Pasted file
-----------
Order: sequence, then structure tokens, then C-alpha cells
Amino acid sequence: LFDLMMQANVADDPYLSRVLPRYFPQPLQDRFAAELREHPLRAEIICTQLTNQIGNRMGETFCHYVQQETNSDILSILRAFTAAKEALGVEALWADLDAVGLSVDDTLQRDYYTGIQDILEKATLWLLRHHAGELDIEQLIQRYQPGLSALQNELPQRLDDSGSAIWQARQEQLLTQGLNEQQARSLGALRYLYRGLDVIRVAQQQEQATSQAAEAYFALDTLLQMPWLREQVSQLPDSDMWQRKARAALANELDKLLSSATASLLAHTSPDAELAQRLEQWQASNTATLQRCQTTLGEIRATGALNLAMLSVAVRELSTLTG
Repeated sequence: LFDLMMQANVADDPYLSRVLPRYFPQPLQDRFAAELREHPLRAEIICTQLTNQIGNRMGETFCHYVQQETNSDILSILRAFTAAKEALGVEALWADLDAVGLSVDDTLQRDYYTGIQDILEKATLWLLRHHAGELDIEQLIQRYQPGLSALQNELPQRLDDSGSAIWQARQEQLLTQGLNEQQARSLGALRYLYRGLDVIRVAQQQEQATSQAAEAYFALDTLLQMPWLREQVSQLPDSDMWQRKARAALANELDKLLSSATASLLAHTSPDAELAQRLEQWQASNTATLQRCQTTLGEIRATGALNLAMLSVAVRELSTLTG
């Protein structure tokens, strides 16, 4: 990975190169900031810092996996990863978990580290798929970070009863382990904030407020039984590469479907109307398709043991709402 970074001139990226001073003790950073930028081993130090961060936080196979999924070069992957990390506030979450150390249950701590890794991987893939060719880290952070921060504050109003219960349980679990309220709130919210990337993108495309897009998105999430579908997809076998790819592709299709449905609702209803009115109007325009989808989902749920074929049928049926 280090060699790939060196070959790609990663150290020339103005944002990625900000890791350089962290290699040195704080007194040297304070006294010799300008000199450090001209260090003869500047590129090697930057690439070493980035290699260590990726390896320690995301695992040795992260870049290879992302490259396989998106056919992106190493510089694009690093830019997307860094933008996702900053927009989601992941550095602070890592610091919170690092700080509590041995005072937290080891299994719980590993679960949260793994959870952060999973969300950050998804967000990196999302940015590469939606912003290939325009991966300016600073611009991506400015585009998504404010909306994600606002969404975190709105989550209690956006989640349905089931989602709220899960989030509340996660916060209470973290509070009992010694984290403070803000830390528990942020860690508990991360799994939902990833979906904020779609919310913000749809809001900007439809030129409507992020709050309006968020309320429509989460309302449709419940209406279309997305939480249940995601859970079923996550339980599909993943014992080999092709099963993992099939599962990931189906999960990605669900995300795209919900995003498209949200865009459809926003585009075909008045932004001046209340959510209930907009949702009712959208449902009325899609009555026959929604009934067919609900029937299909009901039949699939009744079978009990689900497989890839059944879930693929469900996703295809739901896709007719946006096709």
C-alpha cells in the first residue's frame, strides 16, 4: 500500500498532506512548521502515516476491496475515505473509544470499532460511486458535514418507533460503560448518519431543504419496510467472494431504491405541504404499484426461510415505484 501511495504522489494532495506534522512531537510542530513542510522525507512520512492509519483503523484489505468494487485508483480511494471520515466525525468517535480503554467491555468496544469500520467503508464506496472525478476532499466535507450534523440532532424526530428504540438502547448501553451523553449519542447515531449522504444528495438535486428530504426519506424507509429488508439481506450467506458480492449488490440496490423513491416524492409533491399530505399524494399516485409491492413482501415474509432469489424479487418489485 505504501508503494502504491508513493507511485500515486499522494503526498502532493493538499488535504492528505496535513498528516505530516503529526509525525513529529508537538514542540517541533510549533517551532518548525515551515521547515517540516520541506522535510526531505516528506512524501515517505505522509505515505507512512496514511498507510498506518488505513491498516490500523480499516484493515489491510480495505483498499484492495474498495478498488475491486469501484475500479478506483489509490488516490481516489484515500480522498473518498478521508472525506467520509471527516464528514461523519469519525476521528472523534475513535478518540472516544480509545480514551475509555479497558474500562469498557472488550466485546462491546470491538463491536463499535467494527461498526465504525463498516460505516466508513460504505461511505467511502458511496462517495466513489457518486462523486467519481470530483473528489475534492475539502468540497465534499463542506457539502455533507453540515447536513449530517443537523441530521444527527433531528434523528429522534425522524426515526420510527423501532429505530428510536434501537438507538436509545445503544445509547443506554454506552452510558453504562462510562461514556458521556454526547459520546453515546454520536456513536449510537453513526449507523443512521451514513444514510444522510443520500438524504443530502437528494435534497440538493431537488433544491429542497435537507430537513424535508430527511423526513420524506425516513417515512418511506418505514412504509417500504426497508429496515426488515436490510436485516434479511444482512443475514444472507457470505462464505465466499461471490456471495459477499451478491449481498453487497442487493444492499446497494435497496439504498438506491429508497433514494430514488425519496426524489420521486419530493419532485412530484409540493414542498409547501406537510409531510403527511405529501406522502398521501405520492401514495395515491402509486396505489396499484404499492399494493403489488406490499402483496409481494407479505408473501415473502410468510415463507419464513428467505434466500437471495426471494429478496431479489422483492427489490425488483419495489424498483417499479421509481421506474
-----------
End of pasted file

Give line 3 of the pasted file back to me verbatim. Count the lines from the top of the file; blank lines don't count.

Repeated sequence: LFDLMMQANVADDPYLSRVLPRYFPQPLQDRFAAELREHPLRAEIICTQLTNQIGNRMGETFCHYVQQETNSDILSILRAFTAAKEALGVEALWADLDAVGLSVDDTLQRDYYTGIQDILEKATLWLLRHHAGELDIEQLIQRYQPGLSALQNELPQRLDDSGSAIWQARQEQLLTQGLNEQQARSLGALRYLYRGLDVIRVAQQQEQATSQAAEAYFALDTLLQMPWLREQVSQLPDSDMWQRKARAALANELDKLLSSATASLLAHTSPDAELAQRLEQWQASNTATLQRCQTTLGEIRATGALNLAMLSVAVRELSTLTG